Bloodchild and Other Stories
by Octavia E. Butler
I broke my rule for the month already, but that’s OK: it’s for Octavia E. Butler, and she is a story-writing badass. I got thoroughly lost in her short story collection, Bloodchild and Other Stories, after getting sucked in by the titular story. “Bloodchild” won both the Hugo and Nebula awards, and is an excellent story to get the ball rolling. Butler’s pacing of the progressive revelation of the relationship between humans and the alien Tlic is superb, and she was right to not spoil it with a preface.
I must say that I really like that approach to a short-story collection: instead of prefacing every story with an explanation, which can spoil a story, Butler instead wrote afterwords. Thus she was able to write in more detail about the themes of “Bloodchild”, the inspiration for “The Evening and the Morning and the Night”, the mood that precipitated “Speech Sounds”, and so on.
Butler did not write happy, feel-good stories or (as was her preference) novels. The closest to a feel-good story in this particular volume is “The Evening and the Morning and the Night”, in which a couple comes together due to a Huntington’s-like disease they share. “Near of Kin” has no SF/F elements but is strangely touching in a way that I entirely did not expect. “Speech Sounds” is a post-apocalyptic story in which a disease decimates the population (not new) and also induces impairment that hits the communication centers of the brain (unique). “Amnesty” is an interesting take on the idea of Earth’s eventual encounter with aliens: what do you do if you can’t blow them up with drones (or missiles, as in this case)? And there is a sublimity about “The Book of Martha” that I love, where a writer meets God and has to fix an aspect of humanity.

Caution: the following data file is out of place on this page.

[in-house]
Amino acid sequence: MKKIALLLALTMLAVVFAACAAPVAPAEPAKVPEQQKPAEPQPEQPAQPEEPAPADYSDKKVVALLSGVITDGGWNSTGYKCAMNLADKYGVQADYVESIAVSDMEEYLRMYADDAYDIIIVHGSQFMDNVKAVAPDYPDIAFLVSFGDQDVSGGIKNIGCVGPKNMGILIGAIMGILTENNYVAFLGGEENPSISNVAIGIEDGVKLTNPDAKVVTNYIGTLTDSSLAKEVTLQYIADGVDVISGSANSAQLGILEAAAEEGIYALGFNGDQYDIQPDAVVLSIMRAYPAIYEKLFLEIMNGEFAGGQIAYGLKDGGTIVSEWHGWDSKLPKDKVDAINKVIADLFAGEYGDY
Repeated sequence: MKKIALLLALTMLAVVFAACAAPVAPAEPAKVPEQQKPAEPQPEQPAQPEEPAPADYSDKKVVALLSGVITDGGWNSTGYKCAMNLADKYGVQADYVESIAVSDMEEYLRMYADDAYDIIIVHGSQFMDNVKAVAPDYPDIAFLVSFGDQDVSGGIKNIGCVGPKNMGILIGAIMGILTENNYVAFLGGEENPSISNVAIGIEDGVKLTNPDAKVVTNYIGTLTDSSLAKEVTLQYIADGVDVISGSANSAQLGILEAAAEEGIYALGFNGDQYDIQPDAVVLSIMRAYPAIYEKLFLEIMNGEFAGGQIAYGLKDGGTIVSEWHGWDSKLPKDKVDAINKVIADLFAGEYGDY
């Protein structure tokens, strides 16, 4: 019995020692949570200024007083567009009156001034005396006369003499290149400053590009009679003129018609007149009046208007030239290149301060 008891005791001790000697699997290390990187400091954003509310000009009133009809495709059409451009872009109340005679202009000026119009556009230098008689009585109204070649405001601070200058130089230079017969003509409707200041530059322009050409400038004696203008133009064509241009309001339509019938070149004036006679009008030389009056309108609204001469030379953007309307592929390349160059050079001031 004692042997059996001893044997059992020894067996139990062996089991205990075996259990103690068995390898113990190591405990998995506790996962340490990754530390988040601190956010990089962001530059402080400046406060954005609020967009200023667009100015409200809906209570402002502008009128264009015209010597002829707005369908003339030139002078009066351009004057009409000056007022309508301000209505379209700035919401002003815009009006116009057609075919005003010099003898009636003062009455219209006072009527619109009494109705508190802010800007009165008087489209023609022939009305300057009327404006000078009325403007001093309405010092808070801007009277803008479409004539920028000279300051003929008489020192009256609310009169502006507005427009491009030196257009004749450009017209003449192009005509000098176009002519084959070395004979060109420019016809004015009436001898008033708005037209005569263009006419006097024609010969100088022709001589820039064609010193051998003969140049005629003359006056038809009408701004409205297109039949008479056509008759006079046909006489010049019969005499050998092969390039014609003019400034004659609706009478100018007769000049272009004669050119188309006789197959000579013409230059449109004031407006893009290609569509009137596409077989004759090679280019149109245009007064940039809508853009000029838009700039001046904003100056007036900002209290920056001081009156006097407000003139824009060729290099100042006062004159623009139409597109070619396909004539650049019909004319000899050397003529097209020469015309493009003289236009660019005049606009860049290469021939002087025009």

I’ve left out “Crossover” because it’s so hard to summarize without sounding trite; it’s one of those stories you have to read. That said, it’s also my least favorite, but I have to admit that dislike is not due to it being a weak story. In fact, there is not a single weak story in this book, which is amazing because I can think of very few anthologies that manage to achieve such a good evenness of content, even from a single author.
Included in the book are two essays that are of interest to writers: “Positive Obsession” (aka “The Birth of a Writer”) and “Furor Scribendi”. I truly miss the blog entries she could have written had she lived today. Notably, she didn’t believe in “revise until it’s good enough” but in “revise until it is good”, which probably goes a long way to explaining the quality in Bloodchild and Other Stories. Don’t you wish that other authors did the same, instead of saying, “I need to fill out the page count” and adding some truly inane crud they found on the inside of their trunked work drawer? Even Neil Gaiman does that.
Butler, you will be missed.